Microsoft Windows Server 2016 has been available for a while and will have an impact on your licensing costs and models.   To help understand what has changed I had the opportunity to speak with our senior analyst Danny Bedard.  Danny lives and breathes software licensing and spent several years working at Microsoft in licensing related roles.

Danny, what’s new with Microsoft Windows Server 2016?

 With Microsoft Windows Server 2016 Microsoft has made a big licensing change.  Windows Server is transitioning from a Processor or Server/Client Access License model to a Core and Client Access License model similar to Microsoft SQL Server.  The big different from the Microsoft SQL Server model is that with Microsoft Windows Server 2016 Client Access licenses are still required.

Link to Microsoft Brief on Windows Server Core/Client Access Licensing: https://www.microsoft.com/en-ca/Licensing/learn-more/brief-licensing-by-cores.aspx

 Why is Microsoft making these changes?

 Clearly Microsoft wants to take advantage of the additional revenue which can be gained from licensing by computing power as opposed to physical processors.   Over the years servers have gained computing power and become more robust and Microsoft wants to capitalize on this opportunity to increase their revenue.

How does this increase Microsoft Windows Server 2016 costs?

 A typical server that we see has 2 physical CPU’s.  Under the old (Pre-Windows Server 2016) model you would need one CPU license (sold in a pack of two).  This server is, in Microsoft’s view, equivalent to 16 Cores as this is standard transition that Microsoft is offering.  The standard conversion that Microsoft is offering is 2 CPU licenses of Windows Server converts to 16 cores and in this situation the client’s costs stay flat.

 2 CPU -> 16 Cores

What happens if you have more than 16 Cores per server?

 If your core count exceeds the standard Microsoft conversion model of 2 CPU -> 16 Cores then this is where your licensing and future Software Assurance costs start to go up.   It’s important to remember that it’s not just the costs of acquiring the additional new licenses but it’s the ongoing Software Assurance costs that you have to factor in.

Related Content – Migrating Microsoft SQL Server to the Cloud  

When does this impact people?

 The licensing model changes to cores when two events occur.  The first event happens as soon as you deploy Microsoft Windows Server 2016.  The second situation occurs if you have a current shortfall of Microsoft Windows Server 2015 R2 (or earlier) licenses.   Microsoft has removed the old products from the price lists which means you can only purchase core based Microsoft Windows Server 2016 licenses.  You can of course deploy older versions of Microsoft Windows Server but any new licences you require will have to be purchased on a per core basis.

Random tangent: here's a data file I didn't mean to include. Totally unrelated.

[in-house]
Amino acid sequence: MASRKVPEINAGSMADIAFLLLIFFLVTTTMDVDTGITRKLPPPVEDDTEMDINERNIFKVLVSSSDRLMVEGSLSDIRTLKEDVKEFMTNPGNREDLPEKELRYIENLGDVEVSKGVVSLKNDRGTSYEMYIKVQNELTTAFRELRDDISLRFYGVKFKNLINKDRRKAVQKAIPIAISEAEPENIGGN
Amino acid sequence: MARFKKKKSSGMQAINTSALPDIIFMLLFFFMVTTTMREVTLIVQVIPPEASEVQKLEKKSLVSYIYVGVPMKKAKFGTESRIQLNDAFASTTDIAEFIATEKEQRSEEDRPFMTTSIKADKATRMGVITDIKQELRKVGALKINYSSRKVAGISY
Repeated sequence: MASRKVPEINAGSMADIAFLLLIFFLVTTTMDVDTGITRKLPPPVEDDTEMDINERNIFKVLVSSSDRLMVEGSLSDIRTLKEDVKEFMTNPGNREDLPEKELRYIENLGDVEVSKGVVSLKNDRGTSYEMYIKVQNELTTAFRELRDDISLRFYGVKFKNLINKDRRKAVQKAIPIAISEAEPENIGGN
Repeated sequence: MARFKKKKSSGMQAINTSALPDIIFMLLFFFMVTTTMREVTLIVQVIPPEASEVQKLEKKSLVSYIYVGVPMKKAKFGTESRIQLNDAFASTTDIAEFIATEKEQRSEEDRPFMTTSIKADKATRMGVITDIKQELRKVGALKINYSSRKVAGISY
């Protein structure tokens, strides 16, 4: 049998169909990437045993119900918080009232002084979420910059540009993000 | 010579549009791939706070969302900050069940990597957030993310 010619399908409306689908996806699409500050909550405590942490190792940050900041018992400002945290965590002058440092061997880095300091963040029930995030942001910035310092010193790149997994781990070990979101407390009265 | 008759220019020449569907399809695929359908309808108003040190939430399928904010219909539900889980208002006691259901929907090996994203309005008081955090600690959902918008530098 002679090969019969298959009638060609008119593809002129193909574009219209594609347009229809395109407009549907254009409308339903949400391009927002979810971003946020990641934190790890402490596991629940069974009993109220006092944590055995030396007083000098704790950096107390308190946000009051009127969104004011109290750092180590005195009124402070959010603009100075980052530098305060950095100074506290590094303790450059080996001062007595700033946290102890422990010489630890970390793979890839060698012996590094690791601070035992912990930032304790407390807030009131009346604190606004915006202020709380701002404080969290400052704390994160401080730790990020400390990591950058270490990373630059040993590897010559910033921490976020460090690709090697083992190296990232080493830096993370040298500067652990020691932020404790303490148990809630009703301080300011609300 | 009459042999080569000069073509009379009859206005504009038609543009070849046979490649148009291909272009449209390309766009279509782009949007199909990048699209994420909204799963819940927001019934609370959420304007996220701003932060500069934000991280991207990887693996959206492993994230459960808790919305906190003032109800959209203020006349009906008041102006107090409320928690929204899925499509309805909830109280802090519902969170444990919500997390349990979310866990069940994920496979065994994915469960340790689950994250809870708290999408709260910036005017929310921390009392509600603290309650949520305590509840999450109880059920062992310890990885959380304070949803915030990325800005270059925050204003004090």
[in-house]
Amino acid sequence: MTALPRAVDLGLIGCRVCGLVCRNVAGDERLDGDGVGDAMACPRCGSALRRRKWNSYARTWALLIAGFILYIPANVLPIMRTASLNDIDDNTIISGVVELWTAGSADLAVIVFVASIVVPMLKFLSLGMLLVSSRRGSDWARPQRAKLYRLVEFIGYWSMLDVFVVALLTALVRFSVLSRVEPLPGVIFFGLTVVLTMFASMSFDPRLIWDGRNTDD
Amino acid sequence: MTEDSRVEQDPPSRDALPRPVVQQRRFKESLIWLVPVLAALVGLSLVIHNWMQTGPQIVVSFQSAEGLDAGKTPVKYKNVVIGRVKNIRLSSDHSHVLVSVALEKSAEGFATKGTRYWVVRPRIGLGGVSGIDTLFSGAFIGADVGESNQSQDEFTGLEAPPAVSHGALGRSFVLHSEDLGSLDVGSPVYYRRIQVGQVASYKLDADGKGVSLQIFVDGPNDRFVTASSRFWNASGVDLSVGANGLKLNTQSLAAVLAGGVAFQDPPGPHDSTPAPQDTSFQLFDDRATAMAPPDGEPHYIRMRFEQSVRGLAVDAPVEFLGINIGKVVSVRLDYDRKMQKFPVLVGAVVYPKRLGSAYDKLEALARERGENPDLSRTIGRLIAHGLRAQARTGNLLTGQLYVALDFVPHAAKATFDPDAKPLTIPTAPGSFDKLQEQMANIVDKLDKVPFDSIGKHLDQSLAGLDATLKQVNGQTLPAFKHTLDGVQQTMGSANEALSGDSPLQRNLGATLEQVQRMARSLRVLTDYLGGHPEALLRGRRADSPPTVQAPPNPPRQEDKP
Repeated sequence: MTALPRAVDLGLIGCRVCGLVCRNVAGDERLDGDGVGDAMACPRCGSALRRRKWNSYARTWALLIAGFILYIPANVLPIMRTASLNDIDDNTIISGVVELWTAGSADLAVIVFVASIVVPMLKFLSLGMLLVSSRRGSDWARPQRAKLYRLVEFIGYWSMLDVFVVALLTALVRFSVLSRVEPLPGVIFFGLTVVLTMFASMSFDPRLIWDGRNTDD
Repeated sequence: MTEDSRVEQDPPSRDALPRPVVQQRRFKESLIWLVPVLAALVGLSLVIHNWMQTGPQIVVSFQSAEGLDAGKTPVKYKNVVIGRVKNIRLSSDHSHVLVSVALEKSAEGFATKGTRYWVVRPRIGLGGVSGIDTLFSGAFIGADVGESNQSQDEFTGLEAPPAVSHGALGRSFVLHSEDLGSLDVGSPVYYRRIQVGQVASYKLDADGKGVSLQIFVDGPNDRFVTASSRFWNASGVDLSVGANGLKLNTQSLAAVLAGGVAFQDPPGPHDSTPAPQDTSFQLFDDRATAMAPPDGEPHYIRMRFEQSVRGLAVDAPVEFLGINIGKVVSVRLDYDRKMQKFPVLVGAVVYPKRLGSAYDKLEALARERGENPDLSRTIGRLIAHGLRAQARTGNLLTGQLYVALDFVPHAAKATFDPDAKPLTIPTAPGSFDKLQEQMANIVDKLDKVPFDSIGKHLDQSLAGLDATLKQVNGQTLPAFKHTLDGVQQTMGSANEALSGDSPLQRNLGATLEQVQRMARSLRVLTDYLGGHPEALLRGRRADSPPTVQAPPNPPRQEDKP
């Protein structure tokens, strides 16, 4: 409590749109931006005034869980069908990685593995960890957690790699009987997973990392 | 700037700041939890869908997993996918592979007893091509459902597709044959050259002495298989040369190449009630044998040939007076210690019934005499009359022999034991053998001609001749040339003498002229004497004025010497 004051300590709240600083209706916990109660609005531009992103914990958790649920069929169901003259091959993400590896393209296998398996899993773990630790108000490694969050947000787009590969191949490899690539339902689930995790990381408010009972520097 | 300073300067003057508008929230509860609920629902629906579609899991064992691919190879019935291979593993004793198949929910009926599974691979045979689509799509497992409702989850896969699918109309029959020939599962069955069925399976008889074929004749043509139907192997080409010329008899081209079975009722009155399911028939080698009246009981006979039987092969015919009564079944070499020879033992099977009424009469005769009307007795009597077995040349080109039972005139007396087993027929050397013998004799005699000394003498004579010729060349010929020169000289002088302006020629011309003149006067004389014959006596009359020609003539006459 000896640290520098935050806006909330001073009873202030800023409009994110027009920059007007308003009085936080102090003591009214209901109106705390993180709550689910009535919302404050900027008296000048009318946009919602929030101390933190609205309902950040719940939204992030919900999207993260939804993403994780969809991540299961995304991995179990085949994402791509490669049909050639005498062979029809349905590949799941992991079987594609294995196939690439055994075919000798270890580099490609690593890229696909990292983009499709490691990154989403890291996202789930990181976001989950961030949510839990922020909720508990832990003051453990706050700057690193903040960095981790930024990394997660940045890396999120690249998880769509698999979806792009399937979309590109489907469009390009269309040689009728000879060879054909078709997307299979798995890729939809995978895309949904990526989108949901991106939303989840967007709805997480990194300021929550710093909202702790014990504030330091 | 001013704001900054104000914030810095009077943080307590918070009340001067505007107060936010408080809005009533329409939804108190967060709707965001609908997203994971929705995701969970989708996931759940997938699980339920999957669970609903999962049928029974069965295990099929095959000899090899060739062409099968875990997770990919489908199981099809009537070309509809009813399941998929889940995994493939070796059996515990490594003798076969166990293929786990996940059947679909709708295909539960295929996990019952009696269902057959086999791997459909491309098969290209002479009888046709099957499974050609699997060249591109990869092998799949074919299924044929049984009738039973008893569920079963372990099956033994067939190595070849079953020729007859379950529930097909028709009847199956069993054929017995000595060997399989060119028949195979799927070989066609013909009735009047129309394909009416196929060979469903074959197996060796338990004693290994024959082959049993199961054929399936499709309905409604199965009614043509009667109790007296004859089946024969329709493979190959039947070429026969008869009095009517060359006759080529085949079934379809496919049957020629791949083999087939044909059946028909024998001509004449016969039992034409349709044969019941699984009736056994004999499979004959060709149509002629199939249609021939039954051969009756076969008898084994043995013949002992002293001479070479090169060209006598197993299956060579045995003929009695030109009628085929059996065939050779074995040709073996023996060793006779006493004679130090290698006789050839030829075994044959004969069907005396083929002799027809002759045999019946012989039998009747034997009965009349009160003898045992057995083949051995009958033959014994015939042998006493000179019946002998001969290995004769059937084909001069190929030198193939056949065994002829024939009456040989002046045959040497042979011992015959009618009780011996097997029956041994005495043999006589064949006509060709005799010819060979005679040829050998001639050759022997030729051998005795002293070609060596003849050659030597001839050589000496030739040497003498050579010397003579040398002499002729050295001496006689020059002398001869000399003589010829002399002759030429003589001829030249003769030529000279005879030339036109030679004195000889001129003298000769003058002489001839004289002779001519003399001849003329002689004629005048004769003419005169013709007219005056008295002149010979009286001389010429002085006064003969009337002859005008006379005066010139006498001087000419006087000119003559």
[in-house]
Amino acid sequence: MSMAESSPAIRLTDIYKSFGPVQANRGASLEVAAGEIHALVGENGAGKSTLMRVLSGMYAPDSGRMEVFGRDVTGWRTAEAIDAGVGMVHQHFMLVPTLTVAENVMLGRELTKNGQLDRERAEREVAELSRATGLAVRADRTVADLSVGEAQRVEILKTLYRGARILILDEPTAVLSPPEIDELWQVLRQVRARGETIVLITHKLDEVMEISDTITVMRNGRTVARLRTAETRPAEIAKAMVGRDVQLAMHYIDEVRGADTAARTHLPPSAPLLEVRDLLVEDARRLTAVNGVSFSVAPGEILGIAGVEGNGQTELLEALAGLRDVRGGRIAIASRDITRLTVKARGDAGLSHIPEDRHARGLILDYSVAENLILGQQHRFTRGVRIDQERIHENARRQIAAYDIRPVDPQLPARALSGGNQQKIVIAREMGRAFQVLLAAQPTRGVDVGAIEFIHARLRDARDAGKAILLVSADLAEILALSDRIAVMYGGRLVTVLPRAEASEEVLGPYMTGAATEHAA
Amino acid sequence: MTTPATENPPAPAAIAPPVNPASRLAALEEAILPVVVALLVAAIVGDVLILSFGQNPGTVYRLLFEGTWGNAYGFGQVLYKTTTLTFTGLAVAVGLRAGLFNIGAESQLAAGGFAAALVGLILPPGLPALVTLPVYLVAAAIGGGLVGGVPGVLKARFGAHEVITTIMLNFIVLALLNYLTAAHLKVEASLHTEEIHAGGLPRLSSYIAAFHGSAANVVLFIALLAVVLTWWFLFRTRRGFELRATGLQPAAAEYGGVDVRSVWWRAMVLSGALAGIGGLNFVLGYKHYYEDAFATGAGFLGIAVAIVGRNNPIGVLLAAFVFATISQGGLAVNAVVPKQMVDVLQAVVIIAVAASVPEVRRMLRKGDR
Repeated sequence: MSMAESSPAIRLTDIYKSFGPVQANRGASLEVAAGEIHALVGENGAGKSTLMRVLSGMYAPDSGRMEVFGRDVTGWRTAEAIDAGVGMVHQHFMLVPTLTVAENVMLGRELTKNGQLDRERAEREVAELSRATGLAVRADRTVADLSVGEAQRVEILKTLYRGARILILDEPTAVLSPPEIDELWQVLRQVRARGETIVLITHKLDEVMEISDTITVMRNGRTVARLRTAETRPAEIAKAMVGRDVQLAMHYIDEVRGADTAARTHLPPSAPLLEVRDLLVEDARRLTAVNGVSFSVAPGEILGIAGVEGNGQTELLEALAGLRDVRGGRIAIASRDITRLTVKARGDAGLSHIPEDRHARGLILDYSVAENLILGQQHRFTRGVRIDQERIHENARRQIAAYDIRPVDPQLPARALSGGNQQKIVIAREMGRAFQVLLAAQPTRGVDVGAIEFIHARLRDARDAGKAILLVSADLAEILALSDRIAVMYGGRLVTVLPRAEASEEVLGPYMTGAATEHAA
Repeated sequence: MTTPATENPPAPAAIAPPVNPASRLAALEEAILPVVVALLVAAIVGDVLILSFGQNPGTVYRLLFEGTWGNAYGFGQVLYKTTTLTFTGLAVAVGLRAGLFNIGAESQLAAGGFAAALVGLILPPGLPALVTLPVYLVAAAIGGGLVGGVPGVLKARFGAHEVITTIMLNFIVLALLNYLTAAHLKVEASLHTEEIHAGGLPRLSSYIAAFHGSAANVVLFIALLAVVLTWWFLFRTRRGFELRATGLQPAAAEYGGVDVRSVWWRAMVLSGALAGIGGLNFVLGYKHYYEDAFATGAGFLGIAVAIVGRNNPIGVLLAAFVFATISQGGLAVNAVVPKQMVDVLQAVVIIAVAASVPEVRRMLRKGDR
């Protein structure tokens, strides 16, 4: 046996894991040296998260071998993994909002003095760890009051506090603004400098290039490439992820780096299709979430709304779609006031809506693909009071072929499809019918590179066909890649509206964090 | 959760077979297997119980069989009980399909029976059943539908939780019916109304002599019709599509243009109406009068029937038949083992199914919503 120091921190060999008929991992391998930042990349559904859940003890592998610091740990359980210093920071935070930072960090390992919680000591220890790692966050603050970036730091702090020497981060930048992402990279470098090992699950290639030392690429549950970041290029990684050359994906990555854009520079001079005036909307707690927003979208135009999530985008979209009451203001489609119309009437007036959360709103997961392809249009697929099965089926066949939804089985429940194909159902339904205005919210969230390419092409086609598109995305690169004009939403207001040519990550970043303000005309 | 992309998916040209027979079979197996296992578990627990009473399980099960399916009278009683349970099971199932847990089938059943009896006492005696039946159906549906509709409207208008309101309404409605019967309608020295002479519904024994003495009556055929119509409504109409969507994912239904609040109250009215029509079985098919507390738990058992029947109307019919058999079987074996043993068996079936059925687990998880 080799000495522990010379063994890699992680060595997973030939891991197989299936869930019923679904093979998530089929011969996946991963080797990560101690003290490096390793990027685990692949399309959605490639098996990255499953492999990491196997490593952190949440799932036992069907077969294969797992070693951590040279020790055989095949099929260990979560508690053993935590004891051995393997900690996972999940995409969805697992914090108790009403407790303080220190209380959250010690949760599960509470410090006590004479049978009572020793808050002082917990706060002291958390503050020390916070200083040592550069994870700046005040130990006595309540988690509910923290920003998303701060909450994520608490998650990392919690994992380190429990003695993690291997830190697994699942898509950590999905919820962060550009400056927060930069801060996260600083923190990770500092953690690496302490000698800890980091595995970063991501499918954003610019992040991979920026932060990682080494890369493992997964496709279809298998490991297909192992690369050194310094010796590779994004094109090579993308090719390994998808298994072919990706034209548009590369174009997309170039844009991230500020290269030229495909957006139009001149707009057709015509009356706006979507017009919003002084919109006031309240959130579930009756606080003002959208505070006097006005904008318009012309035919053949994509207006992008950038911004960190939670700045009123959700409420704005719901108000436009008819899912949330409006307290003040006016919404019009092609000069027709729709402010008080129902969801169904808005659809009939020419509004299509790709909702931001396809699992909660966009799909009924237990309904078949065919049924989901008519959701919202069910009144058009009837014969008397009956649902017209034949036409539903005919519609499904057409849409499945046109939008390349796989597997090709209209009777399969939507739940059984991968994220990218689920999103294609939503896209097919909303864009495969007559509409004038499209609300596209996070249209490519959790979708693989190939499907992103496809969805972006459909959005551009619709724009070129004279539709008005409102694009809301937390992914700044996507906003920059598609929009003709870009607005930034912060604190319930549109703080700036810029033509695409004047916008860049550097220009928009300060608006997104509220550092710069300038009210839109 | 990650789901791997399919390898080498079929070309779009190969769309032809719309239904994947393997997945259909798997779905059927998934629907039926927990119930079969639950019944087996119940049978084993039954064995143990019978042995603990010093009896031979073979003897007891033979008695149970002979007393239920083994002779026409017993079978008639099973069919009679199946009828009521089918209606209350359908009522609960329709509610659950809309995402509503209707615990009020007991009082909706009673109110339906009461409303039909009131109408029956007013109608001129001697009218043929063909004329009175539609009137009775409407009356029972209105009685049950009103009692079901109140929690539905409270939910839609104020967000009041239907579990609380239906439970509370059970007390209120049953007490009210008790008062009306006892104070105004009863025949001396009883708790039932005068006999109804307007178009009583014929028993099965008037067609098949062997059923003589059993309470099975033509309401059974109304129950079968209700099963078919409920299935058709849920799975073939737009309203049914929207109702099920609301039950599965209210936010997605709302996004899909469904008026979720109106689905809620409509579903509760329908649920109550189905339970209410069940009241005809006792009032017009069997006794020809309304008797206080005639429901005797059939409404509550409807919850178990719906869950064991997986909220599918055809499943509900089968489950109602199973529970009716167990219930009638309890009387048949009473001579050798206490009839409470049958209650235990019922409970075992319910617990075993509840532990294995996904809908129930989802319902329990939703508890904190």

What Can Clients Do To Prepare?

 I recommend that people access their Microsoft Windows Server estate/physical footprint to maintain any installations which are not the 2016 version for as long as possible.  Try to leverage legacy entitlements wherever possible.   On the virtual side of things there are other considerations.   In a VMware environment, there are additional considerations as once you add a single Windows Server 2016 virtual machine, your legacy licenses are no longer sufficient to provide coverage.   In this case, you would have to convert all other Windows Server licenses to cores.  You could mitigate this by locking the environment down via a cluster or a VMware process to a dedicated host for Windows Server 2016.  The best way to mitigate unfortunately is to migrate to cores for Windows Server 2016 hosts.

How Can We Help?

 MetrixData360 has a Windows Server Assessment offering.  We will review your environments and your business requirements and provide a detailed report with your licensing position and your licensing options.   If a client has active Software Assurance and has a Microsoft contract which is near renewal this is a really important exercise.   The assessment is needed to capture the server with greater than 16 cores so that the client can push Microsoft for increased core grants.  Without a solid case Microsoft will default to their standard 16 core conversion we have talked about.

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